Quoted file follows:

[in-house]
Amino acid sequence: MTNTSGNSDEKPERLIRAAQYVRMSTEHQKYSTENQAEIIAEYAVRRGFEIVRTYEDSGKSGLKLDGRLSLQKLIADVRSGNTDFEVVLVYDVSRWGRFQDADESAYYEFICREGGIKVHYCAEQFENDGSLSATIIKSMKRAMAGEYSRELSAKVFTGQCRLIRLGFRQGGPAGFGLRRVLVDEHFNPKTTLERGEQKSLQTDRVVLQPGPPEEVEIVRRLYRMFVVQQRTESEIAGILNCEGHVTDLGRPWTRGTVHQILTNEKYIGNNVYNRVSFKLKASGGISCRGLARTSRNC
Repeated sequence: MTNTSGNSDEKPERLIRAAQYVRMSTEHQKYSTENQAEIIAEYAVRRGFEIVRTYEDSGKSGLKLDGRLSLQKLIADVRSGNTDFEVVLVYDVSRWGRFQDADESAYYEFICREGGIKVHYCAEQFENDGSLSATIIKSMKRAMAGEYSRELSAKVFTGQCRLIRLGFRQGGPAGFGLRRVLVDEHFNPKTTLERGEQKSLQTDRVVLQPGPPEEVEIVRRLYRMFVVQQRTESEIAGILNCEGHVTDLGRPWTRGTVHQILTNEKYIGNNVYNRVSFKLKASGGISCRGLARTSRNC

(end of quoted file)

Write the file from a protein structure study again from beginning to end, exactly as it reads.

[in-house]
Amino acid sequence: MTNTSGNSDEKPERLIRAAQYVRMSTEHQKYSTENQAEIIAEYAVRRGFEIVRTYEDSGKSGLKLDGRLSLQKLIADVRSGNTDFEVVLVYDVSRWGRFQDADESAYYEFICREGGIKVHYCAEQFENDGSLSATIIKSMKRAMAGEYSRELSAKVFTGQCRLIRLGFRQGGPAGFGLRRVLVDEHFNPKTTLERGEQKSLQTDRVVLQPGPPEEVEIVRRLYRMFVVQQRTESEIAGILNCEGHVTDLGRPWTRGTVHQILTNEKYIGNNVYNRVSFKLKASGGISCRGLARTSRNC
Repeated sequence: MTNTSGNSDEKPERLIRAAQYVRMSTEHQKYSTENQAEIIAEYAVRRGFEIVRTYEDSGKSGLKLDGRLSLQKLIADVRSGNTDFEVVLVYDVSRWGRFQDADESAYYEFICREGGIKVHYCAEQFENDGSLSATIIKSMKRAMAGEYSRELSAKVFTGQCRLIRLGFRQGGPAGFGLRRVLVDEHFNPKTTLERGEQKSLQTDRVVLQPGPPEEVEIVRRLYRMFVVQQRTESEIAGILNCEGHVTDLGRPWTRGTVHQILTNEKYIGNNVYNRVSFKLKASGGISCRGLARTSRNC